This one is the 35 watt HID xenon headlight bulb with a separate ballast. The light is much brighter, but again the nice cut off has been lost. This would seriously dazzle oncoming drivers due to the stray light scattering. That is the reason that these should only ever be used in projector headlights. No manufacturer puts HID xenon into a reflector headlight on any standard vehicle.

Led headlights can be specified as an extra on many cars and bikes these days, but none of them are LED bulbs inserted into normal reflectors designed for halogen bulbs, they are whole units with the LEDs as part of the design.

The halogen bulb is now at the peak of its development and cannot really go much further. Many will tell you that their bulb has 10 or 20% more light output, but that is rubbish, if it were possible then everyone would only make these improved bulbs. What those higher power bulbs are doing is to change the colour of the light to a slightly bluer light and fooling the brain into thinking that it is brighter.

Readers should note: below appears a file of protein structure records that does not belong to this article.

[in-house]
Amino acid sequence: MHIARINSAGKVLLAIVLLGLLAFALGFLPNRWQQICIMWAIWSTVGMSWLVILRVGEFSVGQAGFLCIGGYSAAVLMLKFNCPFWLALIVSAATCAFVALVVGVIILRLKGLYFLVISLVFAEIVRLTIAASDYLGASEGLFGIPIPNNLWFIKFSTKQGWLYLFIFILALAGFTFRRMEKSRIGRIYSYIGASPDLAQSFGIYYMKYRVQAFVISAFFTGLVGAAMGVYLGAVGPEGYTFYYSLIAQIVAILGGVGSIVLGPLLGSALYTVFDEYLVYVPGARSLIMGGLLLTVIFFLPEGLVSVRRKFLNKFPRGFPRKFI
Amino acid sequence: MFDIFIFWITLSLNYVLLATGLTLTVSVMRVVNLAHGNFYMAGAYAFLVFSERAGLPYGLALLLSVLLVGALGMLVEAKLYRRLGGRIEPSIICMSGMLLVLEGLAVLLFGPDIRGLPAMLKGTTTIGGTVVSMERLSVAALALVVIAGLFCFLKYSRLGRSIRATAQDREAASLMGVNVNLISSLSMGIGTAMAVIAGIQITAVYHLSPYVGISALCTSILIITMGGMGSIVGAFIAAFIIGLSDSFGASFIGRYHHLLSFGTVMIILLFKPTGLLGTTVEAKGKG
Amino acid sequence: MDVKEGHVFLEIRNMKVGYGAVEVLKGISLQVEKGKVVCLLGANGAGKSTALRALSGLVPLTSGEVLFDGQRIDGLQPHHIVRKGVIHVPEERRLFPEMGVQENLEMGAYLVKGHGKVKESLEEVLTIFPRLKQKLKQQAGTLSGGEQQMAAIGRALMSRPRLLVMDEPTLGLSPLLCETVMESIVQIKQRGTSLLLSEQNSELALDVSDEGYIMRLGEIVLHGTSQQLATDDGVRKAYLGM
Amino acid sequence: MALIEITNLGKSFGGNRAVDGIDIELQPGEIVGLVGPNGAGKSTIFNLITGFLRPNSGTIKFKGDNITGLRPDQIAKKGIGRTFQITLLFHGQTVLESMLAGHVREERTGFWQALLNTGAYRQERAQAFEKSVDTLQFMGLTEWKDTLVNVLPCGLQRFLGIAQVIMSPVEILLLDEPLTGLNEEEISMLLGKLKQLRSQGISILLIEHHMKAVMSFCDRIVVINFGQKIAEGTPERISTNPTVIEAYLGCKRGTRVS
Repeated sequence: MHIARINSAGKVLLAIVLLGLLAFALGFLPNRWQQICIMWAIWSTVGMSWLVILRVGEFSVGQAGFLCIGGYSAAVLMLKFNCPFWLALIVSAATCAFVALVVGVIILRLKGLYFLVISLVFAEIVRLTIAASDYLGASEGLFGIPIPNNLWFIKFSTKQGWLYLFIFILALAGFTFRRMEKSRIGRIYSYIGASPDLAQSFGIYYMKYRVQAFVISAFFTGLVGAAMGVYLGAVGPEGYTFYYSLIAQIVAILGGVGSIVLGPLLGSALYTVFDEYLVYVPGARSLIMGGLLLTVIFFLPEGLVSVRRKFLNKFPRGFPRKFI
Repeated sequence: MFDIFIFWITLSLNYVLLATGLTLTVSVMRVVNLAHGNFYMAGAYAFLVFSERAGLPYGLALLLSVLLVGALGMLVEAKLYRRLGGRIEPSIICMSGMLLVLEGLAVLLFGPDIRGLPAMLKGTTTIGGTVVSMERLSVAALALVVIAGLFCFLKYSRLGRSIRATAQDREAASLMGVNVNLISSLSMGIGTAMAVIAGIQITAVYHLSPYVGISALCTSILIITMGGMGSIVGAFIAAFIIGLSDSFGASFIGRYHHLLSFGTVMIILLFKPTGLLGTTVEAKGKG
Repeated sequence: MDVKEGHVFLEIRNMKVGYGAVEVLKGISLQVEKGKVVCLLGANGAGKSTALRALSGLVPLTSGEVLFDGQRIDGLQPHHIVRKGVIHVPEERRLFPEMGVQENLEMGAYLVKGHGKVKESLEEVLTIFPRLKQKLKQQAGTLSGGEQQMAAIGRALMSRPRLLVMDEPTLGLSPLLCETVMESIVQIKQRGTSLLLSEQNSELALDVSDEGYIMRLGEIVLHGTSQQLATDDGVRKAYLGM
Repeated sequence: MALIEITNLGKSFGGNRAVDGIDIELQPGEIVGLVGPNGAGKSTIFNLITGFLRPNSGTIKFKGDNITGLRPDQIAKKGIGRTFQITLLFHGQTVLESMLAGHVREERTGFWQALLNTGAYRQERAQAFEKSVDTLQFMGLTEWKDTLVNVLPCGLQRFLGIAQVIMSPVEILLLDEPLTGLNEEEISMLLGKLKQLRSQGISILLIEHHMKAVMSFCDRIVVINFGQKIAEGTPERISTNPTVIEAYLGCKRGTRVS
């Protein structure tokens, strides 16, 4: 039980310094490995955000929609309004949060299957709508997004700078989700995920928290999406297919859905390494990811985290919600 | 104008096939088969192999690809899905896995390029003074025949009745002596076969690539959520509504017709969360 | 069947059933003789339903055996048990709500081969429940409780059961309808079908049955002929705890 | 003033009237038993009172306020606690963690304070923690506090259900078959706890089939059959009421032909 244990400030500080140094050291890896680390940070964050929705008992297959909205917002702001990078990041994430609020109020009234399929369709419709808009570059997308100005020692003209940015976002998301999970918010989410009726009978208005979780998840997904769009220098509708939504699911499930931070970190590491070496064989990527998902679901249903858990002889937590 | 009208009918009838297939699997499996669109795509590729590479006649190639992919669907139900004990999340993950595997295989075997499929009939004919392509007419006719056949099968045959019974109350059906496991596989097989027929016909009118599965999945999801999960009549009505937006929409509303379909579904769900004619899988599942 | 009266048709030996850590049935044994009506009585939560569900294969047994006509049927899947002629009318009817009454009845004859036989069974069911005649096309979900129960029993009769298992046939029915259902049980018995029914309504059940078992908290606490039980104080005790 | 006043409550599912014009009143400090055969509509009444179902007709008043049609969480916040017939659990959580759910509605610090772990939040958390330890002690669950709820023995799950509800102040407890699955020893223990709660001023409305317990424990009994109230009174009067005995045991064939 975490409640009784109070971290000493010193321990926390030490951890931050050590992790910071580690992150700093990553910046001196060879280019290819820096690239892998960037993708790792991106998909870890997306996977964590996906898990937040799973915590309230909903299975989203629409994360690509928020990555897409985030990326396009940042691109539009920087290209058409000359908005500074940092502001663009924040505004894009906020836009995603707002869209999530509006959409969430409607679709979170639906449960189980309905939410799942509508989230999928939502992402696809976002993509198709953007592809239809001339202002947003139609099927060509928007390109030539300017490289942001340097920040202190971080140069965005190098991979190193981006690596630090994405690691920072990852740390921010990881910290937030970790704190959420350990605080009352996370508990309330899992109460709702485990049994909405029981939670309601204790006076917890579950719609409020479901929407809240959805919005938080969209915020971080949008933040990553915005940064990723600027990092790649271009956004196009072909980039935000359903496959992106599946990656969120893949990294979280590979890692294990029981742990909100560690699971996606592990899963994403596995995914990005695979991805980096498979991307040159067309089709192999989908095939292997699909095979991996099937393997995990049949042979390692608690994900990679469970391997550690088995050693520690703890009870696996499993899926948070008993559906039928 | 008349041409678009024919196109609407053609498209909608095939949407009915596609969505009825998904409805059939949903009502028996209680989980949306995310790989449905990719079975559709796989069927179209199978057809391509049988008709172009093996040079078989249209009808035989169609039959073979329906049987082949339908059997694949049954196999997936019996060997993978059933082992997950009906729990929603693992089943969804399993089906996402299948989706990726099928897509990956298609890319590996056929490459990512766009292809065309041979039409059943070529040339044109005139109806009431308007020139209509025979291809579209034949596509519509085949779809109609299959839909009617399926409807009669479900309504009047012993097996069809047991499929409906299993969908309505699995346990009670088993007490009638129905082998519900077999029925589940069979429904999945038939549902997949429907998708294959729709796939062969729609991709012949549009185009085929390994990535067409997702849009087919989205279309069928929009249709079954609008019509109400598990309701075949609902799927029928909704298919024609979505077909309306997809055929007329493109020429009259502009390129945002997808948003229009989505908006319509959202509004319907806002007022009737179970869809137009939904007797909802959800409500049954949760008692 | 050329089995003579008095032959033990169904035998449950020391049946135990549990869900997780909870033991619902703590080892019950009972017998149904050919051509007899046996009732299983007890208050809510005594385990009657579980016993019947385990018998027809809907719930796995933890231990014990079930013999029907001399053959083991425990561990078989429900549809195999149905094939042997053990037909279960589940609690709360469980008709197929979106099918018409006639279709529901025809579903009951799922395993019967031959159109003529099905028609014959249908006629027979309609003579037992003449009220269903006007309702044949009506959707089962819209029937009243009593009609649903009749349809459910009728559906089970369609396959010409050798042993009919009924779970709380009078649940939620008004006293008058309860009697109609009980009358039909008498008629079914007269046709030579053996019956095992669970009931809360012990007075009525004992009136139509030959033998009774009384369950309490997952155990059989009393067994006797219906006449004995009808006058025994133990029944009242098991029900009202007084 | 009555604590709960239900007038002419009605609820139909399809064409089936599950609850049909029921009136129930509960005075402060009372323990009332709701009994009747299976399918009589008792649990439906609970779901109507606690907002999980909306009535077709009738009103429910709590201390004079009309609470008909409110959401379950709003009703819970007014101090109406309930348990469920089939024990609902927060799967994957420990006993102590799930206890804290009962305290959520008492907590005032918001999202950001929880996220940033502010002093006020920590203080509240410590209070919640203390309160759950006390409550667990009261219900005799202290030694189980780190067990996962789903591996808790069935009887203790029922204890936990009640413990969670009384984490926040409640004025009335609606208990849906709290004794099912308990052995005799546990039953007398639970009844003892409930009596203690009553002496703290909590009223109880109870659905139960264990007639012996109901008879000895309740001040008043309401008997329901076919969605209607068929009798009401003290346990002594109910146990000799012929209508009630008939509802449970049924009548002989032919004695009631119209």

Some people also use 100 or 130 watt halogen bulbs, remember that watts is a measure of electricity consumption and not light output as that is measured in lumen. What happens is that the halogen that uses 100 watts does not turn it all into light, but only a small percentage of it, most gets turned into heat to fry your wiring. Why do you think that the experts have come up with 55 watts as the normal bulb?



Supersport LED rear indicators

Just a short post. I never liked the huge rear indicators on the Supersport, and do not like the fact that they are the only two incandescent light bulbs on the whole bike. So I searched for something different.

To change the indicators to LED, no resistors are needed in the cabling, they just need to be electrically connected and the flash rate will be correct. The small tray needs to be removed from under the tail piece, 5 screws, and the original indicators will fall out. If you want to preserve the original Ducati plugs the an adaptor to bullet connectors is needed, and two indicator blanks are needed to fit the new indicators.